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|Something wrong from his first visit
Written by Robbin
(9/15/2009 12:22 p.m.)
in consequence of the missive, Where did things start to go wrong?, penned by Karen G
At face value Willoughby is good looking, intelligent, eager and charming with affectionate manners. Sir John reveals Willoughby is an untiring dancer, a sportsman and good rider who has laudable dogs and from Willoughby himself we learn he breeds horses. None of this disturbs my mind but they do say nothing of the man’s principles or heart. His gift of Queen Mab would suggest he has a generous heart but it is also an improper and inconsiderate gift—it would cause more harm at Barton cottage than good. I could put it down to the eagerness of an unthinking lover but with his complaints of poverty (Ch. 15) how do I know part of his motivation is not to rid himself of the horse’s room and board? Other of his behavior also raises doubt about the quality of his character.
In Ch. 10 Willoughby “acquiesced in all her [Marianne’s] decisions, caught all her enthusiasm” apparently even if they were nothing to him previously yet he lets her believe they are simpatico with the same tastes and opinions. I do think this is significant. It means from the first visit Willoughby was not candid about himself and I have to question whether Marianne & Co. really know him. Willoughby is dishonest in other ways as well. He cheats at cards (Ch. 11) and it appears (Ch. 14) that he also lives beyond his income which means he spends money he does not possess.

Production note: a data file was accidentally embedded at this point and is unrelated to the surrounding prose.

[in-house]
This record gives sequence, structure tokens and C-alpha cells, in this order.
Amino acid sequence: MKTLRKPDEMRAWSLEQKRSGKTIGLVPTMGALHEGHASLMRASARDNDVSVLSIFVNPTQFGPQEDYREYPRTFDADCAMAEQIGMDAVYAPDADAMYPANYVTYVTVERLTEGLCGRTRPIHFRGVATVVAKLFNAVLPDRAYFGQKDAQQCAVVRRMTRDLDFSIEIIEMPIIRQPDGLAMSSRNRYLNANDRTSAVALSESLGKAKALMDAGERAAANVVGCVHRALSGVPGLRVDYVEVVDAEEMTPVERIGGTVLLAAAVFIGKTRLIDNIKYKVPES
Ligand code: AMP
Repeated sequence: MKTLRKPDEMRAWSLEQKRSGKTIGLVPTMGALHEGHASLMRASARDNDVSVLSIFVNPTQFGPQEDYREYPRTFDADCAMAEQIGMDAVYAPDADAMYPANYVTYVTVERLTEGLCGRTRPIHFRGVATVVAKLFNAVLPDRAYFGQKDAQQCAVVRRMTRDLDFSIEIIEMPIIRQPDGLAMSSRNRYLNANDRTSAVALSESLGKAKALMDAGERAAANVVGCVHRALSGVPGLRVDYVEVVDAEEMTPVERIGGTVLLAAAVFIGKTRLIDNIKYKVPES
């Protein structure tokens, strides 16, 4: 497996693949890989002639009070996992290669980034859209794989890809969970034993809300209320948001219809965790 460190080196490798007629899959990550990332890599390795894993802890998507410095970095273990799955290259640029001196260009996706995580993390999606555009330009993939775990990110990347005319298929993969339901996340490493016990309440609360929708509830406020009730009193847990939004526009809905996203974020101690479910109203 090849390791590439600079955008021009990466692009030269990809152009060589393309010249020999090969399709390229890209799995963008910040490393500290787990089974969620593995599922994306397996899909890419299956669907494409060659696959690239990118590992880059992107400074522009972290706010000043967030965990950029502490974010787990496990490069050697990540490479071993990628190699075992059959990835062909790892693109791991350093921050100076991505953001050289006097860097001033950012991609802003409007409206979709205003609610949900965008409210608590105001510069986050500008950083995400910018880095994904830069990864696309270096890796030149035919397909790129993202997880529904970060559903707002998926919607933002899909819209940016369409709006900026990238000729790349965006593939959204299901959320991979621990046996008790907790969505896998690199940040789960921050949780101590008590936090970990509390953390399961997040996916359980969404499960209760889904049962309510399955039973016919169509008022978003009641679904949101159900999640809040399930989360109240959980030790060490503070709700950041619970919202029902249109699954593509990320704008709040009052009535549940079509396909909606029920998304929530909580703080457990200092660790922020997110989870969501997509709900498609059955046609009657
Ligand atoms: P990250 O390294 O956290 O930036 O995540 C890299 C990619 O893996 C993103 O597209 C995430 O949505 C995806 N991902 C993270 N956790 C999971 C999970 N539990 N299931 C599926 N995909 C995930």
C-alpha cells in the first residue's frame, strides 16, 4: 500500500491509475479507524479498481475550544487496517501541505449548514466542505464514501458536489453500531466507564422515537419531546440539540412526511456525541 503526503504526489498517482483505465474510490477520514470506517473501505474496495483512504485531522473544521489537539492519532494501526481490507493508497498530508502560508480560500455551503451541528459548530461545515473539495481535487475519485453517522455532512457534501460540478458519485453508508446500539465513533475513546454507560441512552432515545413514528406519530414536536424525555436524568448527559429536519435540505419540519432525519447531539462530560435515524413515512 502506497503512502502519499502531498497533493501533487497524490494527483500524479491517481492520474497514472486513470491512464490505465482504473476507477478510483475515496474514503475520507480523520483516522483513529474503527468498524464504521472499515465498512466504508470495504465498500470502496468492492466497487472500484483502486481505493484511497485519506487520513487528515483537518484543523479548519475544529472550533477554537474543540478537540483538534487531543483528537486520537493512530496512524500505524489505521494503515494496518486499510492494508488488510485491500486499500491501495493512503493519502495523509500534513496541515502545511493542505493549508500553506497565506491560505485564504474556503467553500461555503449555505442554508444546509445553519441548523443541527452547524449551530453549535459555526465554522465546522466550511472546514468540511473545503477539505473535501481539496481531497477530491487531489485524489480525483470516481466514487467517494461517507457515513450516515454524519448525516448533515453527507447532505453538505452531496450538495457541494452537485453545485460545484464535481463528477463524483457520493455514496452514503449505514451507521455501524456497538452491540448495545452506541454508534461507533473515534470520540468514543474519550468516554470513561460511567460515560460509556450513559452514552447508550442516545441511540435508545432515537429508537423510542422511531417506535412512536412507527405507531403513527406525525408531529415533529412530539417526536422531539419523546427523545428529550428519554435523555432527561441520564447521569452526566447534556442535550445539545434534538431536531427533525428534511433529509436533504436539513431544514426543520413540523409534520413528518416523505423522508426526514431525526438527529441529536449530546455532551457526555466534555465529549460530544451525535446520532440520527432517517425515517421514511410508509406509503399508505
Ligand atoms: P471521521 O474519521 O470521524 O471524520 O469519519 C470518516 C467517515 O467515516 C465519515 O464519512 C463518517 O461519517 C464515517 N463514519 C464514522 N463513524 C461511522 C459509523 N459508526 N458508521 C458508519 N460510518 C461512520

Willoughby seems to have no care for Marianne’s reputation. If he did he would not monopolize all her time at social functions (Ch. 11) and lead her into improper situations such as accepting a gift (Ch. 12) a great deal too expensive for their acknowledged relationship or spirit her off alone for hours to tour a house (Ch. 13) that is not his and shows a tremendous lack of respect for his aunt. The same incidents illustrate he does not often consider the feelings of others or what is due to them. Willoughby abuses the dear Colonel and the ladies at the park in Ch. 10. Of the colonel he is particularly unjust and admits an extreme dislike and contempt but his reasons do not seem to justify the strength of his opinions—he appears envious of Brandon’s independence.
In Ch. 15 Willoughby left Barton under mysterious circumstances. He acts unlike the Willoughby they have come to know—he is reserved, he is unable to meet Mrs. Dashwood’s eye. His responses to her questions about why he is suddenly leaving and when he would return were deceptive. He was unwilling to commit himself to visiting Barton cottage in the future. Although he has been playing the lover to Marianne for weeks and indulged in the intimacies of an engaged man he made no formal or open declaration of honorable intent before leaving. I do not think this is honorable behavior. I think Elinor has good reason to worry about his relationship with her sister. (:D)
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